And there’s the rub. Vigilantes are cool because they are doppelgängers for ourselves; they channel the frustration that we feel at being powerless in the face of injustice. We wish we could just lash out and beat back the things that oppress us in one fell swoop. Vigilantes do this very well.
But it’s not heroic.
Justice and heroism are not easy virtues. That’s why some people are labelled heroes: because, in key moments, they’ve supplanted the lowest parts of themselves to do the right thing – often even putting themselves at risk in the process. They selflessly put others above themselves.
Why? Because they believe in the sanctity of life, they believe in the greater good.
People will argue that moral relativism makes our heroes more human. Very true. But we need heroes to be more than human. We need our icons to be something to aspire to, just enough out of reach that we have something to aim for. We need heroes like the classic Superman.
Such is the argument being made in ‘Kingdom Come’.
I’m on their side.
And yet, I don’t fully agree with Waid and Ross’s vision: I felt that Superman was far too indecisive, for one; he became unusually ineffectual. I also found that Luthor’s way of controlling Captain Marvel far too simplistic, and wondered why he didn’t simply use it on every opponent.
Having said this, I felt that their vision is nonetheless supremely well-articulated. The ending is a notable exception, because it feels as though they were pressed to wrap things up; we didn’t a full real scope of the devastation nor the true sense of loss in the metahuman camp.
But, all told, it’s well-written. Very well-written indeed.
And then there’s the artwork: Alex Ross’ spectacular art is absolutely stunning. For people who don’t know the man, he’s a genius: he painted everything in gouache – he didn’t just pencil the strip or draw it on his computer. Wow. Even his layouts are dynamic, creative, fantastic.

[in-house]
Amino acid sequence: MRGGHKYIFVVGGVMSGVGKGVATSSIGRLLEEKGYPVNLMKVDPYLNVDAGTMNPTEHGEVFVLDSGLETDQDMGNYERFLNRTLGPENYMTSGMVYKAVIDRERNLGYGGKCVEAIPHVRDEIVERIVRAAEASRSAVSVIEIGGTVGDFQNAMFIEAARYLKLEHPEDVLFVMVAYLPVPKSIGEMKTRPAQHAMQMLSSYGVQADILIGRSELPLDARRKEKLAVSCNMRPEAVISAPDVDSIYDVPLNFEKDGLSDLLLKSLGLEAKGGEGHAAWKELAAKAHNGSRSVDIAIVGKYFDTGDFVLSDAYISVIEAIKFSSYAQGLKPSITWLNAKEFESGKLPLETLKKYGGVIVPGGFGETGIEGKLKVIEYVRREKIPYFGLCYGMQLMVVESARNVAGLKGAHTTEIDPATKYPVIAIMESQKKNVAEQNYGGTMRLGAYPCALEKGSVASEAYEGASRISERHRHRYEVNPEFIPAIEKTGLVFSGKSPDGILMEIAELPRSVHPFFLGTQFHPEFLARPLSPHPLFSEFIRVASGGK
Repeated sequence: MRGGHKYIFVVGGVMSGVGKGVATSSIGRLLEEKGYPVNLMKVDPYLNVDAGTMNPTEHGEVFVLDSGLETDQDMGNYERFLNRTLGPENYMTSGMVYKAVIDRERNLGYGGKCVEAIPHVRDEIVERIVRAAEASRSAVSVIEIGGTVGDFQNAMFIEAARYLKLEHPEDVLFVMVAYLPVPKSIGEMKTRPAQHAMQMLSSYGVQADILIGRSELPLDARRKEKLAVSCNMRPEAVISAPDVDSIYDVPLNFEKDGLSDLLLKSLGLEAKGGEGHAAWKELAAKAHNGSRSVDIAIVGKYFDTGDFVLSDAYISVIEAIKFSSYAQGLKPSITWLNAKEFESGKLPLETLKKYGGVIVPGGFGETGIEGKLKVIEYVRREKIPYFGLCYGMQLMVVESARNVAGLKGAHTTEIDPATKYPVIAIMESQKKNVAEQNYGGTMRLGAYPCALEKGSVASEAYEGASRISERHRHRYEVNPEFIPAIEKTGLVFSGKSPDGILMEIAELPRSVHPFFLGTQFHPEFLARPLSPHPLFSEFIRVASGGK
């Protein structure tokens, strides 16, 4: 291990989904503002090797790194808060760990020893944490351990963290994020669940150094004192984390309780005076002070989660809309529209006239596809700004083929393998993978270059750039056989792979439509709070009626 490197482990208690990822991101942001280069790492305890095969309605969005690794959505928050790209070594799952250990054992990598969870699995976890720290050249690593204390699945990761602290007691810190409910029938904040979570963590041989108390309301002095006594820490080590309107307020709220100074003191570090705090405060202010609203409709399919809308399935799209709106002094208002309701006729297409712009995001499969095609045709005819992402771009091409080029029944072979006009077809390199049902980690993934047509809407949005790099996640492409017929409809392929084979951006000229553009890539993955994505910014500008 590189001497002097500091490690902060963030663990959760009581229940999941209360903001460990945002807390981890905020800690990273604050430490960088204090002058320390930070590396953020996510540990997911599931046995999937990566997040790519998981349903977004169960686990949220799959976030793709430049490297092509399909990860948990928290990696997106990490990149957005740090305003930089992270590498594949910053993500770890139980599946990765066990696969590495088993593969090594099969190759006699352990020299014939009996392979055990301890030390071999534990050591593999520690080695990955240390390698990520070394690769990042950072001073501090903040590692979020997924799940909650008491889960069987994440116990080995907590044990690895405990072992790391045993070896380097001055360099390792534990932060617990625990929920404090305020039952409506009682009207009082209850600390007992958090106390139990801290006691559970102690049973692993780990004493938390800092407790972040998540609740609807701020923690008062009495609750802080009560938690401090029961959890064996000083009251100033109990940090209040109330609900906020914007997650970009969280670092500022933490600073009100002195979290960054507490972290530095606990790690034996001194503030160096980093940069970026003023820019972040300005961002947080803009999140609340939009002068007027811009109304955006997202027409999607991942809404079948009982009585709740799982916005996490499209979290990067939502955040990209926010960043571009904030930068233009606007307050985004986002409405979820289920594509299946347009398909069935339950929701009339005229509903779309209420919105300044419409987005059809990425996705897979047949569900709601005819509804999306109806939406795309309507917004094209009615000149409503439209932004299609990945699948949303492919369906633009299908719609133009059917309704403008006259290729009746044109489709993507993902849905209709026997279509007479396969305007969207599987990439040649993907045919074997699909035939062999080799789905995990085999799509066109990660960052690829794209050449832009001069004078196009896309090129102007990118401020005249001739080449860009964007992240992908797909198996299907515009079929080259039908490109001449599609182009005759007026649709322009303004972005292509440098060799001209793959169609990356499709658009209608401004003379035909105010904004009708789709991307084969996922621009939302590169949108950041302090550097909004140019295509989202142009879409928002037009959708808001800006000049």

It’s such a beautiful book.
I spent almost as much time scrutinizing the page as I did reading the text. It’s just that good. The amount of detail that Ross put into each panel, the number of characters he created, …etc., is amazing to behold. It’s seriously some of the most impressive comic book art I’ve ever seen.
How Ross managed to meet his deadlines is beyond me.
So, all told, I really like ‘Kingdom Come’. Yes, I would have taken it in a different direction. Yes, I don’t find it entirely satisfying. But it’s remains nonetheless a tale for the ages: it’s an original piece that challenges our modern values and perceptions – just like any great literary work would.
But it does it all the while wrapping itself up in flashy spandex.
Frankly, it’s hard to imagine it being done any better.
Post scriptum: Look out for the mini-series’ amusing epilogue, which finds Supes and Wonder Woman asking Batman to be their child’s godfather. Genius. Amusing. And it’s so fitting, especially when you consider their reasoning behind it. What a way to end this stunning tale!